601 F.3d 1159 (11th Cir. 2010), 08-16430, Sacred Heart Health Systems, Inc. v. Humana Military Healthcare Services, Inc.
|Citation:||601 F.3d 1159|
|Opinion Judge:||MARCUS, Circuit Judge:|
|Party Name:||SACRED HEART HEALTH SYSTEMS, INC., St. Vincents Health System, Inc., et al., Plaintiffs-Counter Defendants-Appellees, v. HUMANA MILITARY HEALTHCARE SERVICES, INC., Defendant-Counter Claimant-Appellant.|
|Attorney:||Scott M. Edson, K. Lee Blalock, II, Brian D. Boyle, Irv Gornstein, O'Melveny & Myers, LLP, Washington, DC, Robert B. Parrish, Charles M. Trippe, David C. Reeves, Moseley, Prictchard, Parrish, Knight & Jones, Jacksonville, FL, for Humana Military Heathcare Services, Inc. Russell F. Van Sickle, Ter...|
|Judge Panel:||Before BLACK, MARCUS and HIGGINBOTHAM,[*] Circuit Judges.|
|Case Date:||March 30, 2010|
|Court:||United States Courts of Appeals, Court of Appeals for the Eleventh Circuit|
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Appeal from the United States District Court for the Northern District of Florida.
Defendant Humana Military Healthcare Services, Inc., a health maintenance organization, appeals the district court's order certifying a class of approximately 260 hospitals in six states, which claim that Humana systematically underpaid them for medical services they rendered to veterans under a federal program, and thereby breached their individual network provider agreements. Humana challenges the district court's determination pursuant to Fed.R.Civ.P. 23(b)(3) that common questions-in particular the question of whether the federal government forced Humana to pay the hospitals lower rates-would predominate over individual ones, and that a class action would be a superior method of resolving the instant dispute. After careful review, we agree with Humana that many important uncommon questions raised by this litigation overwhelm the one common issue and render the case unsuitable for class treatment, and that the district court's contrary conclusion was an abuse of discretion. We, therefore, reverse the district court's certification order
and remand for further proceedings consistent with this opinion.
Humana is a managed care organization that contracts with hospitals and other care providers to offer health care services to its members. In 1995, Humana won a Managed Care Support (" MCS" ) contract with the federal government pursuant to its CHAMPUS/TRICARE (" TRICARE" ) program, which offers healthcare services for military retirees and their dependents.1 Pursuant to the contract, Humana entered into individual network agreements with numerous healthcare providers located in TRICARE Regions 3 and 4 to provide outpatient non-surgical services to TRICARE beneficiaries. At the time, Regions 3 and 4 included the states of Alabama, Florida, Georgia, Mississippi, South Carolina, Tennessee, and parts of Louisiana and Arkansas. Under each network agreement, the hospital would render services to TRICARE beneficiaries and Humana would reimburse the hospital in accordance with the terms of the agreement. The government would then pay Humana at fixed rates for healthcare costs, subject to periodic redetermination using a risk-sharing formula by which Humana and the government would share increased costs or savings.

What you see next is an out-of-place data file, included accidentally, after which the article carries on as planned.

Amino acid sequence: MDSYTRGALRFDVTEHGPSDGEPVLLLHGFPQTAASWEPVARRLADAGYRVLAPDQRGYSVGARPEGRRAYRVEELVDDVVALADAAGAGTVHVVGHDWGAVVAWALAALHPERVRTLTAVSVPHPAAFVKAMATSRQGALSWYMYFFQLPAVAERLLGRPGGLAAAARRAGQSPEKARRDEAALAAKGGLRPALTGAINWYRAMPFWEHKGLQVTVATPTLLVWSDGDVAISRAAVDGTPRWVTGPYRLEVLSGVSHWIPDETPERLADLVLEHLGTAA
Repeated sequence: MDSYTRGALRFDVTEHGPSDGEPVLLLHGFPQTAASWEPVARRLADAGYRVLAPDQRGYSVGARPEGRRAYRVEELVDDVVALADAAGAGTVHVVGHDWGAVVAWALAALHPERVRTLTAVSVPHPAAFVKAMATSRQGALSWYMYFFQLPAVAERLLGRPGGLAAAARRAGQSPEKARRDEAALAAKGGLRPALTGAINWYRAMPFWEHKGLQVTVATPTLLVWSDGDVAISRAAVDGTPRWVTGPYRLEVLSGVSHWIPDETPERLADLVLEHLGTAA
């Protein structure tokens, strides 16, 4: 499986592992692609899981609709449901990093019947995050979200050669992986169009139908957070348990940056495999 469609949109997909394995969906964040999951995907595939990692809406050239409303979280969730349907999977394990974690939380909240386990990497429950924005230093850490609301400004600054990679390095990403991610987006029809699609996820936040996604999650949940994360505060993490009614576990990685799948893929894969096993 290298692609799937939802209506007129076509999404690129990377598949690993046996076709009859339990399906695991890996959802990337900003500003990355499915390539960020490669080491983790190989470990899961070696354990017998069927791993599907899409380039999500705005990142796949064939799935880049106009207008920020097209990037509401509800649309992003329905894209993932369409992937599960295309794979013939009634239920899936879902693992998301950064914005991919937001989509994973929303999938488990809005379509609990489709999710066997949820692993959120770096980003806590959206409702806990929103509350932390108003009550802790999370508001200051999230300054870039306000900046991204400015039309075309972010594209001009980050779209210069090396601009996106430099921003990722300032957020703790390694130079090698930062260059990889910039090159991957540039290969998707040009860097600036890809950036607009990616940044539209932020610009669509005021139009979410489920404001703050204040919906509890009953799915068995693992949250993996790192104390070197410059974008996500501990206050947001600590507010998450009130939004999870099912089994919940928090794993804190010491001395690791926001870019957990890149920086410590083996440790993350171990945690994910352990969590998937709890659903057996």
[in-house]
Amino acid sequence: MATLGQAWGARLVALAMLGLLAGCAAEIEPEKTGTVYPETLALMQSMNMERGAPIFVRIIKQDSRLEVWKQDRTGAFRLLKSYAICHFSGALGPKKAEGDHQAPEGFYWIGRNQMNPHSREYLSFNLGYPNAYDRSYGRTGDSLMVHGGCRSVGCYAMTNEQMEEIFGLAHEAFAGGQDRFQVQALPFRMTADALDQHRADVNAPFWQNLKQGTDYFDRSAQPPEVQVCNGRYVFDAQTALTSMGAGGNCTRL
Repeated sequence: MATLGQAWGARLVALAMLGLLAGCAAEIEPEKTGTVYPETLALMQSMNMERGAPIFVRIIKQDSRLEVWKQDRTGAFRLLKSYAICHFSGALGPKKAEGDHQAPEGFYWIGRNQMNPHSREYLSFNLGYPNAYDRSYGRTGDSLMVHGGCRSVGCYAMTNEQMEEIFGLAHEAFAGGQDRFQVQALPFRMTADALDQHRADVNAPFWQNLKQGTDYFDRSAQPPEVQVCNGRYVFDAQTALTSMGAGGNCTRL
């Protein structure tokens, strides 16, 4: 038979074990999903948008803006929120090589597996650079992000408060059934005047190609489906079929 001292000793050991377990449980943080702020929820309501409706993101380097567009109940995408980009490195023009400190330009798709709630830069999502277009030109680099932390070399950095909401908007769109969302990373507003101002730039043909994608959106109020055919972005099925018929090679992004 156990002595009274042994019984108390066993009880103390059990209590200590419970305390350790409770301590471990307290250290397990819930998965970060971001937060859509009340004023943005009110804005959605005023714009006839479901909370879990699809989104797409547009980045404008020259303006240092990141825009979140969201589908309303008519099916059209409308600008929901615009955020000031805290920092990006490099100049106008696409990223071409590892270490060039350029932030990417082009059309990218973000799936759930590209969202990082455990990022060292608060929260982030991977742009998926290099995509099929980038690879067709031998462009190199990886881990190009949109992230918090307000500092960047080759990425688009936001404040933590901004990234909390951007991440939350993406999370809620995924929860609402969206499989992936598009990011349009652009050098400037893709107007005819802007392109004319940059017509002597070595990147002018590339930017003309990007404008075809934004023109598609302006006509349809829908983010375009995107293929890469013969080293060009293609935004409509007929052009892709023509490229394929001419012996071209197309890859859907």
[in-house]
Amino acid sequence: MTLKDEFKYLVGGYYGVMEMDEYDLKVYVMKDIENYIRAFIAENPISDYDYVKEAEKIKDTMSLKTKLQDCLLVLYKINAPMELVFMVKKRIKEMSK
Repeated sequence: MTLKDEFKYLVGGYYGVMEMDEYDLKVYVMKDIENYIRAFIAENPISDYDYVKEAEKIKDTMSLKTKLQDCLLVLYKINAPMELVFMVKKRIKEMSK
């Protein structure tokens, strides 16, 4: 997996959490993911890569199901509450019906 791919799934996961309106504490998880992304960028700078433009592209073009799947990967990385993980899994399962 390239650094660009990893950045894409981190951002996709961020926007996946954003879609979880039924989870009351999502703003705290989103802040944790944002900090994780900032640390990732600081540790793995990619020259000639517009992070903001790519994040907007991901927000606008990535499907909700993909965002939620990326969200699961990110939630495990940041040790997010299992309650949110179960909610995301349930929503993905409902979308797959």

The reimbursement dispute at the heart of this case is permeated by two central and related terms, one or both of which appear in many of the payment provisions of the hospitals' network agreements. The first is the term " CHAMPUS allowable" ; the parties agree that the term refers generally to any allowable maximum payment or payment formula set by TRICARE, and it appears to have meant billed charges or a flat rate prior to 1999. The second term is " CMAC," which is short for " CHAMPUS Maximum Allowable Charges," and which designates a specific schedule of fees patterned after the so-called " resource-based relative value scale" (" RBRVS" ) used by Medicare and other private payers. See Report of Dr. Zachary Dyckman, at 2.2 The parties agree that " CMAC" -or " CMAC rates" -is one form of a " CHAMPUS allowable."
Prior to October 1, 1999, Humana paid each of the network providers for hospital outpatient radiology and laboratory services either at a percentage of the charges the hospitals billed or at a flat rate. Humana appears to have done so either because that is what the particular network agreement required, or because the network agreement limited payments to the " CHAMPUS allowable," which at the time was understood to mean billed charges or a flat rate. See, e.g., 1 Hr'g Tr. 26. By a written communication dated November 18, 1999, however, Humana informed the network providers that payment for outpatient laboratory and radiology services rendered after October 1, 1999, would be made on the basis of CHAMPUS Maximum Allowable Charges-i.e., CMAC rates. See, e.g., Letter from Richard J. Mancini, Director, Humana Network Development, to CFO, Baptist Medical Center of Nassau, dated Nov. 18, 1999, Def. Ex. 163. 3 The change in payment policy